The Court of Common Pleas of Montgomery County failed to distinguish Cheswick from the case before it in either the m&m s/tone case, supra, or in this case. In Cheswick, it was reasonable for this court to find that a rotary screen is not an addition of such magnitude or difference in kind to amount to a change in, or unreasonable expansion of, activities, but a mere expansion depending on an existing use. However, in the present case, the proposed addition encompasses phases and operations actually severable from the industry of quarrying and stone crushing. It represents an additional processing complex, requiring a capital expenditure of $170,000, covering an area roughly ninety by ninety feet and attaining a height of forty-eight feet. The record shows that additional trucks will be necessary for transporting the liquid asphalt to the plant; asphalt storage tanks with a capacity of 10,000 gallons will be erected on the premises;

[ 403 Pa. Page 147]

    approximately 500 gallons of fuel oil per day which must also be stored on the premises will be necessary to operate this plant; a 20% increment in the labor force will be necessitated; and an increase of business traffic will necessarily result from the proposed operation. These factors indicate that the bituminous concrete plant would involve the addition not only of new and different chemical and manufacturing processes, but would also create problems of space, storage and traffic heretofore foreign to the existing use. As such, it is severable from the whole as an independent process, and is entirely different from the mere extension provided by the rotary screen in the Cheswick case. The former represents a difference in kind; the latter a difference in degree. Yocom's Appeal, 142 Pa. Superior Ct. 165, 173, 15 A.2d 687 (1940).

Hence, the lower court erred in reversing the board and in holding that the proposed use was accessory to, or a reasonable enlargement or extension of, the existing use.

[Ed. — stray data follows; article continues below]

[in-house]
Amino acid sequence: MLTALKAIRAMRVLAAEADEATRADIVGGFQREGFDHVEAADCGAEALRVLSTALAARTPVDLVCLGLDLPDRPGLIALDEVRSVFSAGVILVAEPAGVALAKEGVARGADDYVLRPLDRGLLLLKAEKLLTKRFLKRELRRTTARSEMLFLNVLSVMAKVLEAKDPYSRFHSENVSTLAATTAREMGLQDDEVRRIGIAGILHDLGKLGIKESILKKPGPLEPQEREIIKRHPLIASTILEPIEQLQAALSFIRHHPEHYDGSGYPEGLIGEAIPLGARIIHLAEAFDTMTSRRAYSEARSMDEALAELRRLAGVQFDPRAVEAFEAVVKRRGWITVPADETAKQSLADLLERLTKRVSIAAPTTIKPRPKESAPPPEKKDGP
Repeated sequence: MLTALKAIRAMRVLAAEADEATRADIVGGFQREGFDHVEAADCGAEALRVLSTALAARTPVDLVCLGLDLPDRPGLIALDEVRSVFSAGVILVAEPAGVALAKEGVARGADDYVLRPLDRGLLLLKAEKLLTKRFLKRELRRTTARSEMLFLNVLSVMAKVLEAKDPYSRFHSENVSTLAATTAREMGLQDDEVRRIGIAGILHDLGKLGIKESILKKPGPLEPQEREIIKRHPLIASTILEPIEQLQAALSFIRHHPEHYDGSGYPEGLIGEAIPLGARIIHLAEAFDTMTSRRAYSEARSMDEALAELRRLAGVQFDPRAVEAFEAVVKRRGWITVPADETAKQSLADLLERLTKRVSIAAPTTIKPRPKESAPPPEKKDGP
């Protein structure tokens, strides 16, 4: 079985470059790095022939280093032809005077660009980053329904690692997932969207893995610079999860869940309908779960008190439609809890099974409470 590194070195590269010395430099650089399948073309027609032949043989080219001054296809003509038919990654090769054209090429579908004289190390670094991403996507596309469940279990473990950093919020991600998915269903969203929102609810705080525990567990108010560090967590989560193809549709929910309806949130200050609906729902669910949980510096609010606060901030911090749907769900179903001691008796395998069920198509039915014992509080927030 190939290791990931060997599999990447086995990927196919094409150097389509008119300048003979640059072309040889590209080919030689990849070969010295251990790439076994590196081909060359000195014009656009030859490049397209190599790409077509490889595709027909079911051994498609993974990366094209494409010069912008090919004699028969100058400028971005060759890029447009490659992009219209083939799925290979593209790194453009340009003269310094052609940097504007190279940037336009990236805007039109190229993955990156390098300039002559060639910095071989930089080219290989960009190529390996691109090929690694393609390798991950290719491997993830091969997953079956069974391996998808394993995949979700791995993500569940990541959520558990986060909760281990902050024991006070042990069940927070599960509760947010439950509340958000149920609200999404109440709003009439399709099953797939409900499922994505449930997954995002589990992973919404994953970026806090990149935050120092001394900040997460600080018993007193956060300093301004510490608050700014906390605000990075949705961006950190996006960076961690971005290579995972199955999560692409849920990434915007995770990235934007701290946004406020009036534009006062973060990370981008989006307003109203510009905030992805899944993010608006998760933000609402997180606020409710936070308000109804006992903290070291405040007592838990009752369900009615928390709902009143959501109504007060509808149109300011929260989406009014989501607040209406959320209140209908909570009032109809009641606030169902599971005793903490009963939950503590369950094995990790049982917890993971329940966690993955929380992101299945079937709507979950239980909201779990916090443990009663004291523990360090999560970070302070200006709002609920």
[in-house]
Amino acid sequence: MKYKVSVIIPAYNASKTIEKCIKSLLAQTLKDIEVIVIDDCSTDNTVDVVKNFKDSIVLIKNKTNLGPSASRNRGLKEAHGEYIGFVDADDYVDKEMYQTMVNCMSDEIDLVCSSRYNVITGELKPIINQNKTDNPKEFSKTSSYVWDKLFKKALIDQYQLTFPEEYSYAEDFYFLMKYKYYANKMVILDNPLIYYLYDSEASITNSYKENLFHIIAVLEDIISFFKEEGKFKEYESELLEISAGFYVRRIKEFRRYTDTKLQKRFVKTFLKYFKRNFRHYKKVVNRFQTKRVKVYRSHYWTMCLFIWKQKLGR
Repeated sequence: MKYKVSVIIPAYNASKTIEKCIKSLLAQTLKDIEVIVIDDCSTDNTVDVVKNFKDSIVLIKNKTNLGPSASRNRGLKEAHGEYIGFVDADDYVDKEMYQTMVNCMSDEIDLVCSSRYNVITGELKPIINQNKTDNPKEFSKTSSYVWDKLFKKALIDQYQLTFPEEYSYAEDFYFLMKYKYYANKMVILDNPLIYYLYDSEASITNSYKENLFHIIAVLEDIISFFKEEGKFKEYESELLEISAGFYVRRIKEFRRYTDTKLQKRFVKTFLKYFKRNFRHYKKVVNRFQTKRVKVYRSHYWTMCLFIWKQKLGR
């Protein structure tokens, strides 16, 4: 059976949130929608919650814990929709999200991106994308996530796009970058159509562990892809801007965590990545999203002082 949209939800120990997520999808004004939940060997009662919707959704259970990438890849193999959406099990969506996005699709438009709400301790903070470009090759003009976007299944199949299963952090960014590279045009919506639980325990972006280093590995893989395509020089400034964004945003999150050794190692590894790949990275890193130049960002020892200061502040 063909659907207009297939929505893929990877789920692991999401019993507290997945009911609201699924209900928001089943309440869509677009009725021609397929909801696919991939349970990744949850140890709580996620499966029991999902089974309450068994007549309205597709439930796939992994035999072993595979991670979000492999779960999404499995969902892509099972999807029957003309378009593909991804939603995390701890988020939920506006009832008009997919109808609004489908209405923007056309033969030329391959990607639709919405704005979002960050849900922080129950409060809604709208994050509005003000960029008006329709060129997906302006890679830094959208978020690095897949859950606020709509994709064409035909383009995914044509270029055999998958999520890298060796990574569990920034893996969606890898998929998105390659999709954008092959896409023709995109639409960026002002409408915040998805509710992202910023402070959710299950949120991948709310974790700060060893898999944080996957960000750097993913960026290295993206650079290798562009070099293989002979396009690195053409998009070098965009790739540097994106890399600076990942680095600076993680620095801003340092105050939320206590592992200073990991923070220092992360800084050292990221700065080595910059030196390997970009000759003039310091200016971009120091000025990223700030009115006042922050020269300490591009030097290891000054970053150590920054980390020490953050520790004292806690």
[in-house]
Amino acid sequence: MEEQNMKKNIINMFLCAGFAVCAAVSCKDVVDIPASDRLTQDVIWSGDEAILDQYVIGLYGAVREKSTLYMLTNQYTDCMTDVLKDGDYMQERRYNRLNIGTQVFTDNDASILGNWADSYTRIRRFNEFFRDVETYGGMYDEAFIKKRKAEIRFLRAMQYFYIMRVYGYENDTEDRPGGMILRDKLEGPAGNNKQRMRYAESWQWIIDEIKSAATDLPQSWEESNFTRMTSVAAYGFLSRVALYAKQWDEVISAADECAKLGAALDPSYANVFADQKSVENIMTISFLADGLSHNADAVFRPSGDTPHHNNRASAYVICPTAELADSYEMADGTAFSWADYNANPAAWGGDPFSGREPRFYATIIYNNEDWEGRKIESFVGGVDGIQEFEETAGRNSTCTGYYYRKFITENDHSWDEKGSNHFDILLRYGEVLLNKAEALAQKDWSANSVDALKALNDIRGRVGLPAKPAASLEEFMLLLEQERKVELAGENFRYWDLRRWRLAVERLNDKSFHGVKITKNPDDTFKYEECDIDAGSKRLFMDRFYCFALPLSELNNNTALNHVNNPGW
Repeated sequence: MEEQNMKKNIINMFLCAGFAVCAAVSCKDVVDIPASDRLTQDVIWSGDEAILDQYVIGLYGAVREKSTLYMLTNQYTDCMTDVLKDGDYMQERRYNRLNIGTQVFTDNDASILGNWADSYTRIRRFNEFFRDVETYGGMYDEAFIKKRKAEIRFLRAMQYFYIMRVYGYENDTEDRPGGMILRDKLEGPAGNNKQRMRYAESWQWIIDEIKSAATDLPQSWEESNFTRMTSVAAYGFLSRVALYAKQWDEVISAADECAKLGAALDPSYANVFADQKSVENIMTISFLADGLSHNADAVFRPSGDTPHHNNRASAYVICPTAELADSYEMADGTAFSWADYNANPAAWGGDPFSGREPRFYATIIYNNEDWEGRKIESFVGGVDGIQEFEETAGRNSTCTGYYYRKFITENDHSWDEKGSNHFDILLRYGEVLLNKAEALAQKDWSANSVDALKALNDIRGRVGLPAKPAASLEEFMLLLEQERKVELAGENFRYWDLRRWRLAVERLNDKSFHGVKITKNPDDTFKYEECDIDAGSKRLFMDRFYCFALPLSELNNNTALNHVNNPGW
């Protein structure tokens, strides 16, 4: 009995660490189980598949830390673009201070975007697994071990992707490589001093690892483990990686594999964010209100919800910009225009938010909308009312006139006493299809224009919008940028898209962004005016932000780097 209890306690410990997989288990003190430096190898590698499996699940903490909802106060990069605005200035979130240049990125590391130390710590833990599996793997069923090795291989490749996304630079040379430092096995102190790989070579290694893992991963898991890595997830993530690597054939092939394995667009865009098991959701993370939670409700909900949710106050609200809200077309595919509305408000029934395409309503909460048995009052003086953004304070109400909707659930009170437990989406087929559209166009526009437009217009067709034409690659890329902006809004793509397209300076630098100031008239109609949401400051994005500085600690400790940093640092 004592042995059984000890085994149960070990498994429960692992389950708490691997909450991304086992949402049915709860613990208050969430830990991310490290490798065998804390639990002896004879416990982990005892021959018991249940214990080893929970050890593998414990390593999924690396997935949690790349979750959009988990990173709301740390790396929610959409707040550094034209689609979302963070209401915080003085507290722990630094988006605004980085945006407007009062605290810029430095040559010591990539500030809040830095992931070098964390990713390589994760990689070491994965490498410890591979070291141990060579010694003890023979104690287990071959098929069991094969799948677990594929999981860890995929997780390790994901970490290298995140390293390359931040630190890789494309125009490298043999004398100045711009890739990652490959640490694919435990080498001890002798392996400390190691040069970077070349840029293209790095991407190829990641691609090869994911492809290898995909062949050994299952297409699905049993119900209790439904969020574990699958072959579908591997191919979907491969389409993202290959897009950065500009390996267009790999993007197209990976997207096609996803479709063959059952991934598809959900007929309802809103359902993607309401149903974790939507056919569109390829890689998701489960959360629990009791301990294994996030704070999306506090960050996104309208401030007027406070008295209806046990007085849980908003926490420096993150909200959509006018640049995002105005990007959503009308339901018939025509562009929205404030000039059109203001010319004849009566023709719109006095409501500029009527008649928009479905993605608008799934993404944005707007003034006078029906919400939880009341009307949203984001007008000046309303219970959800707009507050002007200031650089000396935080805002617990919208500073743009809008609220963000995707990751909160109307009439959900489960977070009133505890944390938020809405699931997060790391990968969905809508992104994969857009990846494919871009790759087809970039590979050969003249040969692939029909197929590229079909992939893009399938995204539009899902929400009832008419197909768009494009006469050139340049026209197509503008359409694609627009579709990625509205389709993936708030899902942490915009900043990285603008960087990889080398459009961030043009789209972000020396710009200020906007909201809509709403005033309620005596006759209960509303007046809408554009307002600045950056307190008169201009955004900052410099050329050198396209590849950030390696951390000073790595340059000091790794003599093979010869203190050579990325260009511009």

Furthermore, section 801 of the zoning ordinance expressly prohibits use of a building or lot in an industrial district for "asphalt manufacture or refining" or "for any purpose substantially similar thereto." The court below held that this section does not refer to the processes to be employed in the proposed use, but that it is only concerned with the process of refining crude petroleum to asphalt of satisfactory quality.

This conclusion is erroneous. That same lower court in the M&M Stone case, supra, referred to "the production of bituminous concrete, commonly known as asphalt." 16 Pa. D. & C. 2d 585. In the very technical meaning of the word, asphalt is the product derived from chemical reduction of crude petroleum, but in the ordinary interpretation of the word, indeed

[ 403 Pa. Page 148]

    even in appellees' expert witnesses' terms, the product derived from the proposed bituminous mixing plant is called asphalt. Thus, when the ordinance refers to "asphalt manufacture" it is aimed at the common meaning of the word. This conclusion is substantiated further when it is noted that the ordinance outlaws the manufacturing as well as the refining of asphalt.

The proposed use, being prohibited as an industrial use, the least restrictive use classification of a zoning ordinance, it cannot be permitted to exist as either an accessory or changed use of a nonconforming use, and the board did not abuse its discretion nor commit an error of law when it so determined.


Order reversed.